Workflow management as a Kanban
Kanban is an agile method for managing team or project workflow.
Trello is a powerful tool for managing work in Kanban style, even using the free settings. Flexible and adaptable, it provides a lot of freedom for how to do things. Other tools such as Jira are far more powerful in terms of what they allow you to do. They are also pricey. It may well suit a larger analytics team to work with a more powerful tool such as Jira, especially since it provides more in the way of reporting features giving a manager the ability to track progress directly from the data stored in the system. However, the behaviours needed to work within a Kanban structure can be established with Trello for free, allowing a new or maturing team to settle into the way of working first, then switching as needed to a new tool that might expand or speed up practices in the future. People, process, technology usually works best in that order.
How can you create the structure for best practice behaviours in Trello as a Kanban?
In talking about Flow we established the ways of working that can best help move change forward:
- Agreeing collectively ways of working to test and iterate.
- Collectively setting expectations of behaviour.
- Setting up structures and tools to enable agreed ways of working.
- Agreeing some accountability mechanisms to help expectations to be met.
- Realising how much of the work boils down to building relationships based on trust and good communication.
How did we put this into practice?
Deciding together what to test
We decided to test moving from a person per column to a Kanban structure for the main team Trello board.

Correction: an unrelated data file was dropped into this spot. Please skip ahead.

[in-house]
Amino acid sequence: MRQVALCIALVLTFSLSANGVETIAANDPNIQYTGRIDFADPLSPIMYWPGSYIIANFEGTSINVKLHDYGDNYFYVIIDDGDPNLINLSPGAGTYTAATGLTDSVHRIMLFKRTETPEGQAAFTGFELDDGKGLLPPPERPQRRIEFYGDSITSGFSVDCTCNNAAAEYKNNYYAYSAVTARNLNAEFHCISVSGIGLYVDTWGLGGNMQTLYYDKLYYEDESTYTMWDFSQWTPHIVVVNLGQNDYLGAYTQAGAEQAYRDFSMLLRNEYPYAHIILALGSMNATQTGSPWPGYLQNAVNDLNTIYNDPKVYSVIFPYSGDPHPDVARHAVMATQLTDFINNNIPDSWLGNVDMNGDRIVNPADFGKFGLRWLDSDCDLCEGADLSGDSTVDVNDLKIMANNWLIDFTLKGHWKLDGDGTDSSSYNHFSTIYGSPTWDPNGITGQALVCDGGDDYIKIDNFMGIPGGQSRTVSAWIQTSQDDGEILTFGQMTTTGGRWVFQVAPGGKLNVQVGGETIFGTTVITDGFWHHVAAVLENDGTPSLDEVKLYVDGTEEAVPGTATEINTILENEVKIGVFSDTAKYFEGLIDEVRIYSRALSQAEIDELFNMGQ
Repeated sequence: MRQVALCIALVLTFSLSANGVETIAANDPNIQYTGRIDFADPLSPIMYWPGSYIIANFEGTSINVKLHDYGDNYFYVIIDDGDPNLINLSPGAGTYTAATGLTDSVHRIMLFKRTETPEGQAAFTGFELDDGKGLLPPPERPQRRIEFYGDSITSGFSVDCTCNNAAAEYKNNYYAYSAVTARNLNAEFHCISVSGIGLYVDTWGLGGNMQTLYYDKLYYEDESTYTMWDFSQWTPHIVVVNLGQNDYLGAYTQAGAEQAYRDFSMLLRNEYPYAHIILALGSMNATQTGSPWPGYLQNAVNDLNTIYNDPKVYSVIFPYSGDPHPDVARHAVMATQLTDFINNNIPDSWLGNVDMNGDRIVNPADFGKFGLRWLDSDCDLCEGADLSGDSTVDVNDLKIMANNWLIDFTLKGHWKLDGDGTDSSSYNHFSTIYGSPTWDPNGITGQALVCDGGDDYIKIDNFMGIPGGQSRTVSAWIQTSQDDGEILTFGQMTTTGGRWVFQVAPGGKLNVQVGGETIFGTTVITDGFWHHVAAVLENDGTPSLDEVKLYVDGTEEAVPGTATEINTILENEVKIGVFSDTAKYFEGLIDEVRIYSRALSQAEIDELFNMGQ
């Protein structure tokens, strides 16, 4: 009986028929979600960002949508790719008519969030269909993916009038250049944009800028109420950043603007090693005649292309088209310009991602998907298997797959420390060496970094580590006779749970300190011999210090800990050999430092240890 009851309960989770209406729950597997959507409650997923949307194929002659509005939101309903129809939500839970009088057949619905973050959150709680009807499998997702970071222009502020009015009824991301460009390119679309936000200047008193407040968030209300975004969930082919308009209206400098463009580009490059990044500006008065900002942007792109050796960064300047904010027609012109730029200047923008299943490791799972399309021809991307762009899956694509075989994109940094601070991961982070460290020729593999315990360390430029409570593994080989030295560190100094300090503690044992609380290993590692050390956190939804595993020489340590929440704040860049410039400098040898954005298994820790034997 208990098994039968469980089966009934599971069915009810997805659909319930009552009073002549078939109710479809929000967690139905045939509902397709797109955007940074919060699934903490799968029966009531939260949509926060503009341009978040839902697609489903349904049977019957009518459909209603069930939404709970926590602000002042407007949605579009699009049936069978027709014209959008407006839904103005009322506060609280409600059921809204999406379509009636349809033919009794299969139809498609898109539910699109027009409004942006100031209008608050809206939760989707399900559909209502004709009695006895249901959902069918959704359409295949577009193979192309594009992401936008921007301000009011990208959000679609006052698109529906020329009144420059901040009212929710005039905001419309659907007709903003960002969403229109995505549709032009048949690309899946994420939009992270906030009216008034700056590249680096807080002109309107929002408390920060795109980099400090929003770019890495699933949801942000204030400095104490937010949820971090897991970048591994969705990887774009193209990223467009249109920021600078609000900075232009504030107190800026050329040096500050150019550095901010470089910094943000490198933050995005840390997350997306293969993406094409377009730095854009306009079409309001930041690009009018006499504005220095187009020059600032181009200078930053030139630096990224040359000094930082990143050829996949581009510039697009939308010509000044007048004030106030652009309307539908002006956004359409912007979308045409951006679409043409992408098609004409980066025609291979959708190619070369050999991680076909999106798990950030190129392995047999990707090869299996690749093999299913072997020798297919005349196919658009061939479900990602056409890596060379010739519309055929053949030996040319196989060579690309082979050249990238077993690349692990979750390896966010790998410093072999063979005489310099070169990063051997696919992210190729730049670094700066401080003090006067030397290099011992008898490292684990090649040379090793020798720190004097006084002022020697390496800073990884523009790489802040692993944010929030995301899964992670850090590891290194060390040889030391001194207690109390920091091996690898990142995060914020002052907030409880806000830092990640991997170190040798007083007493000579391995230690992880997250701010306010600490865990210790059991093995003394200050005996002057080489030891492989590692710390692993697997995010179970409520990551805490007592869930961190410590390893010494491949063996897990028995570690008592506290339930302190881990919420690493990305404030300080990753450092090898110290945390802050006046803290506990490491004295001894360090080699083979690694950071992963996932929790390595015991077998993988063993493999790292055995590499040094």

We agreed to ensure the board was up to date for our Monday team meeting and that we would update our cards so that anyone looking at one could see at a glance what the item was, and the current status. We agreed that each card would have a team member responsible for it.
As team manager I took it as my responsibility to make sure that items were clear every Monday and that each team member also had a summary card with their name on listing their priorities for the week.
Tools to help us: using functionality in Trello
To show who owned the cards we adding Members, one each to show who each card on the board belonged to.
We agreed to add Checklists to cards so that small tasks were linked up together under ‘pieces of work’ which could make their way across the board. This took some adjustment. There is a sense of achievement that comes from moving cards to done. However, if all tiny tasks have their own card then the board becomes cluttered and confusing. If each card is a piece of work, then checklists can show the tasks that are coming up and need to be completed before the card moves on.
After holding a session to agree the team’s 6 month priorities we put these on the far left of the board and created Labels for each. That way we could label cards with the priority that they fit, making it easy to see what work built towards our objectives and which was ‘other’.
Trust and Communication
In each team meeting we checked in to see how the new structure was working for people. Through this process we could gauge what was working (people were positive) and how it helped (people particularly liked listing their priorities for the week ahead, it helped them stay on track and push back on other requests). We could also get feedback on what didn’t work so well and discuss together how that could be adapted so we could test it again over the next week or two. An example of this was our set up of columns where we started off with a certain number of columns representing different aspects of progress on a card, we had too many columns to start with so we agreed the definitions and streamlined them as we went.
This is an ongoing process of test, reflect, adapt which is agreed as a team, keeping things collaborative, productive, flexible and positive. There is no right answer for exactly what the structure of your workflow management should be, but this is an approach that can help you find your own best way of doing things.